Friday, March 25, 2016
Chausson on French menus. - A popular pie made with puff pastry that will be on menus all over France.
Behind the French Menu
Bryan G. Newman
Your breakfast menu may offer Chausson aux Pommes, a warm or hot, apple pie and a light lunch menu may be a Chausson au Jambon et Fromage, a hot ham and cheese pie. The dessert menu may offer a Chausson aux Poires, a pear pie. A bistro dinner menu may suggest a Chausson aux Pommes et au Boudin Noir, a Chausson with apple and black pudding.
N.B. Chausson in French also means slippers, the ones you may wear at home, or possibly to a ballet class, so be careful where and when you ask for Chaussons.
Chaussons = Slippers.
A chausson is much more than what some guide book translations call a turnover. Turnovers are usually made with phyllo or filo pastry. To begin with a chausson is not made with phyllo pastry. A chausson will be made with the flaky French puff pastry called pâte choux or with pâte feuilletée. The pastry used depends on the filling. In any case, the difference between the pastry used for a chausson and phyllo pastry is not in the outside appearance; the difference is in the amount of butter that is used and, of course, the taste and texture.
A few of the many Chaussons that may be on your menu:
Chaussons au Fromage et Lardons – A chausson filled with cheese and bacon pieces.
Chausson au Jambon. - A chausson filled with ham; usually this is the ham used in ham sandwiches. This ham is called Jambon Blanc, white ham, or Jambon de Paris, in France. If Cured ham, Jambon Cru, is used, it will undoubtedly be noted on the menu. Cured hams are called dry cured hams in the UK and country hams in North America.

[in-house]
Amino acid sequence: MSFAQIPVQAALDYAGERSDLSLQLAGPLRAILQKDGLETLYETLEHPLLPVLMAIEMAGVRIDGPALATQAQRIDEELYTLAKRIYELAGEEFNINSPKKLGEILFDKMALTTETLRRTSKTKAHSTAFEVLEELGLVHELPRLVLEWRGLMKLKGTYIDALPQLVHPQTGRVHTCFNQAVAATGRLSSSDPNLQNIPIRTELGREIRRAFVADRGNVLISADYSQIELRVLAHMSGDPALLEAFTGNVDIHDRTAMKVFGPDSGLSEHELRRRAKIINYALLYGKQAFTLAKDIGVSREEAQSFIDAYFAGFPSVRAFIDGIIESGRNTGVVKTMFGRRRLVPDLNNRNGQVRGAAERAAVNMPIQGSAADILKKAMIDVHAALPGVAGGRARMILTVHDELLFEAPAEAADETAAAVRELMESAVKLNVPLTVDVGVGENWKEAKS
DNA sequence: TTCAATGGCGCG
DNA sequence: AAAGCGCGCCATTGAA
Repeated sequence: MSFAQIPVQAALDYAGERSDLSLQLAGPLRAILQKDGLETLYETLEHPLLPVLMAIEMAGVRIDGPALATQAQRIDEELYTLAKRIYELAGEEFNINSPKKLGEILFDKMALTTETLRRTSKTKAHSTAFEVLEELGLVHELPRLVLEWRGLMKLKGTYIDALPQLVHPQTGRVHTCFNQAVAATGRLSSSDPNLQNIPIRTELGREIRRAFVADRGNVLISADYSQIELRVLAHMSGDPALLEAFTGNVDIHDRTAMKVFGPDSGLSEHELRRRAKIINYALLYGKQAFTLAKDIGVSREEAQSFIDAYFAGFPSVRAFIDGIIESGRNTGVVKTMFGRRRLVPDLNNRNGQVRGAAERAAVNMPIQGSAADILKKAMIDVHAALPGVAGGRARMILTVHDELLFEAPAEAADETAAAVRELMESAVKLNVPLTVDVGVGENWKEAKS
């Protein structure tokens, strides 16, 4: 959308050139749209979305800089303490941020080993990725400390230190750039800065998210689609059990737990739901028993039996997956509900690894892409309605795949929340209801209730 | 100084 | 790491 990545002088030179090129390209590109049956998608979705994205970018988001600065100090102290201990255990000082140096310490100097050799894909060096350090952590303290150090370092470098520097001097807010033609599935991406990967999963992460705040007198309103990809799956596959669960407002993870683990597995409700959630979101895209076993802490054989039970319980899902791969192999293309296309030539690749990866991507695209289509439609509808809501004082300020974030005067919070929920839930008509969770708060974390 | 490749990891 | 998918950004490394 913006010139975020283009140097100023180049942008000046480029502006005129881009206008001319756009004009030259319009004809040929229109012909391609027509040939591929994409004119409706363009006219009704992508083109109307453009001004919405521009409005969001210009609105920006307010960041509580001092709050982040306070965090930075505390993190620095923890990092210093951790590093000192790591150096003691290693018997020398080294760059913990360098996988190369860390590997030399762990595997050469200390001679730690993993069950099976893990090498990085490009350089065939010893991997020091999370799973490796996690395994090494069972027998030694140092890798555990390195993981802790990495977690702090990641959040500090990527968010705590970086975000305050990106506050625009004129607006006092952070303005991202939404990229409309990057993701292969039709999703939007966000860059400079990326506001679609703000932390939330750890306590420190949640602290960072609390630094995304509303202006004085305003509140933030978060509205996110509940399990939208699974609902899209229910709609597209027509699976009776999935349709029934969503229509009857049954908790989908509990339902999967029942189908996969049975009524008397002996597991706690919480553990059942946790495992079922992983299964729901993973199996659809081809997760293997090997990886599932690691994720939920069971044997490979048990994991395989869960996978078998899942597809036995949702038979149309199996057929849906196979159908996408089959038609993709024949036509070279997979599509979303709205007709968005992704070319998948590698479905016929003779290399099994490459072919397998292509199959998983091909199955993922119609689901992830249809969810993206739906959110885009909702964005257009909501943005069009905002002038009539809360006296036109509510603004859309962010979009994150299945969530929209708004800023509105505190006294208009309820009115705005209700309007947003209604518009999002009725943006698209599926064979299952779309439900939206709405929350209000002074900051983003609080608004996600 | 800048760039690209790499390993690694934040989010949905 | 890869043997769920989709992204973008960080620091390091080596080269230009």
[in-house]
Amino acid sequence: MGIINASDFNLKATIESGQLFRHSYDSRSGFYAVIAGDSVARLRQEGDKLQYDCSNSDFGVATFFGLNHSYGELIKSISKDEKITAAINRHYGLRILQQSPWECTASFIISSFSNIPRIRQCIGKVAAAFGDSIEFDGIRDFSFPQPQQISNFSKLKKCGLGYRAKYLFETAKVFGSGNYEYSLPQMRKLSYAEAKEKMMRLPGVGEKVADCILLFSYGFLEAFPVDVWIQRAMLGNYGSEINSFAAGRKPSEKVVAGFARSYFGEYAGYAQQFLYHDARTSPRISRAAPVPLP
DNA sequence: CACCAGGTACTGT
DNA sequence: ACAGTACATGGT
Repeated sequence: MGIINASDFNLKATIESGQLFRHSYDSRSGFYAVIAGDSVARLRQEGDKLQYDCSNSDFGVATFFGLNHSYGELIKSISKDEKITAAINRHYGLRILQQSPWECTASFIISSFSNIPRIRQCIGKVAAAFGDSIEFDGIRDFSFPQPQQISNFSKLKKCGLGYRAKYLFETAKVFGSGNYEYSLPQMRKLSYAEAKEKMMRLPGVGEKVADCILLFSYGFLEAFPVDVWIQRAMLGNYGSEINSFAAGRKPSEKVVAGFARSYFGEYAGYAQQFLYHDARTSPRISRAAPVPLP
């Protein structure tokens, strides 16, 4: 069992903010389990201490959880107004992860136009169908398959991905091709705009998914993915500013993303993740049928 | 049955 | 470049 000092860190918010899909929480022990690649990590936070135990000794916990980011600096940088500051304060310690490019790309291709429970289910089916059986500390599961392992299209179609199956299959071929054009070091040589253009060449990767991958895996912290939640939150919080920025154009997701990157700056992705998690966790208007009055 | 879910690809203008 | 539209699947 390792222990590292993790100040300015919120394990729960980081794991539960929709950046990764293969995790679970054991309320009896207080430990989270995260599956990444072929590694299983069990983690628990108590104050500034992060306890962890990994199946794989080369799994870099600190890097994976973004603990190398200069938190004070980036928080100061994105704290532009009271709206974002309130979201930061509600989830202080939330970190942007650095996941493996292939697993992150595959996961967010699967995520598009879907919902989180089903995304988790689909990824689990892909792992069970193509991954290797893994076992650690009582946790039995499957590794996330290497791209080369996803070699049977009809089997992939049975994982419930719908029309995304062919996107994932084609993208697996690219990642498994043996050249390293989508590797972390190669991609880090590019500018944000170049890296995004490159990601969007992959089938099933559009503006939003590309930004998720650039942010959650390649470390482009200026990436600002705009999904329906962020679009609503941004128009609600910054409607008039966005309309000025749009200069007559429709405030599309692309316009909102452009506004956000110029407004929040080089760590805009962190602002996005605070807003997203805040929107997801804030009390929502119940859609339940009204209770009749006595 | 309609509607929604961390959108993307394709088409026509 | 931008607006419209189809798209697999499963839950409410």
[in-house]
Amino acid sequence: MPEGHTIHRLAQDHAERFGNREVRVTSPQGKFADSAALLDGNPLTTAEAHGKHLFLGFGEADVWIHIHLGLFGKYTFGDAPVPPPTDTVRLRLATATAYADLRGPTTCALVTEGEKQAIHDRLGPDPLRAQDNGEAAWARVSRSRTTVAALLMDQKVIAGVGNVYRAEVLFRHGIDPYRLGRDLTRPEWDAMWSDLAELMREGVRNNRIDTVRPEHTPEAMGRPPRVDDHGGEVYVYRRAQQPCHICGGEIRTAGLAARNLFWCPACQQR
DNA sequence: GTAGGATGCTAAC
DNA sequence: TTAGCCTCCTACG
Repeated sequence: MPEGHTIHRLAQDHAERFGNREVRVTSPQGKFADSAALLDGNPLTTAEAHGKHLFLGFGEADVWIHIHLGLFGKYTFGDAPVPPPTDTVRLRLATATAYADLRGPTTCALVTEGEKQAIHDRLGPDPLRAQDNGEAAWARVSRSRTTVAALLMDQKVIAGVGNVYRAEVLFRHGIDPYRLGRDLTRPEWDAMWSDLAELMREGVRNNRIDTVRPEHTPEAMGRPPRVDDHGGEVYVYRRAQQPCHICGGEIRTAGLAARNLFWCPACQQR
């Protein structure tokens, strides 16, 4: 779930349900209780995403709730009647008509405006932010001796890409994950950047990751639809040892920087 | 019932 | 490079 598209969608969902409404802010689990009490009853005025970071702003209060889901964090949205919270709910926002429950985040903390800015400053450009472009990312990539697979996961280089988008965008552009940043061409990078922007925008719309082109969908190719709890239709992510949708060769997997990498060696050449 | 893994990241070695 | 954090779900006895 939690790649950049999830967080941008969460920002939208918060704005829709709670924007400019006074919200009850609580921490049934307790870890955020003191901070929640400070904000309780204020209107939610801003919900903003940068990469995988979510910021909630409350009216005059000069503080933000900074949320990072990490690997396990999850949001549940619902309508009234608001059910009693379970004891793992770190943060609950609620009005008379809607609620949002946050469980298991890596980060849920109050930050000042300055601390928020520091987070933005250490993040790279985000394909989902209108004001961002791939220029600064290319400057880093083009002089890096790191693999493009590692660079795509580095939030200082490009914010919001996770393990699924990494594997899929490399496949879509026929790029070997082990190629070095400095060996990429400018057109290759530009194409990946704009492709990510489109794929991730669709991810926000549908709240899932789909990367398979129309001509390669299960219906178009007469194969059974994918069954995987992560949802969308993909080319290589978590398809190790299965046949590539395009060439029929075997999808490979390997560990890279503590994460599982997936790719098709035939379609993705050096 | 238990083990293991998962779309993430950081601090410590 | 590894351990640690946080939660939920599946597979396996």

Chaussons au Poulet – Chaussons filled with chicken.
Chausson aux Champignons – Chaussons filled with mushrooms. This would be France’s Champignon de Paris, button mushrooms.
Chaussons aux Pommes – Chaussons with apples.
Chaussons on sale in a patisserie.
Chausson Camembert-Bacon – A chausson filled with Camembert cheese wrapped in bacon and cooked together. In France the word bacon and the word lard both mean bacon. Lard does not mean pig fat in French; that would be saindoux.
Chaussons stuffed with ricotta cheese.
Chausson de Reblochon sur Lit de Salade - A chausson filled with Reblochon cheese and served on a bed of salad greens.
Chausson Feuilleté de Courgette et Jambon – A chausson made with interleaved slices of courgettes and boiled ham. (The courgette is called by the same name in the UK while in the USA it is a zucchini).
Chaussons Ricotta-Épinards – A chausson filled with ricotta cheese and spinach.
The Chausson called Le Barbajuan.
Le Barbajuan is a small chausson and claimed as their own by both Nice and Monaco. There they call them a small chausson, but the one I tried had been deep fried, it was very tasty but very different. In France since this is deep fried it would usually be called a Beignet, not a Chausson.
The puff- pastry used to make chaussons
The pastry will be Pâte Choux but occasionally Pâte Levée Feuilletée may be used.
Pâte Choux– One of France’s most popular puff pastries and it is the puff pastry used for éclairs, chou à la crème and profiteroles, etc. This puff pastry rises without the use of baking powder. The pastry rises when the water in the pastry turns to steam.
Chocolate eclairs are also made with pâte chou.
Pâte Levée Feuilletée or Pâte à Croissants – This is the yeast based dough used for croissants. Croissant dough may occasionally be used for chaussons.
The Croissant. and its History. The Croissant is France's Most Famous Pastry, but its Origins Come From Outside France.
Bryan G. Newman
Behind the French Menu.
Copyright 2010, 2016.
For information on the unpublished book behind this blog contact Bryan Newman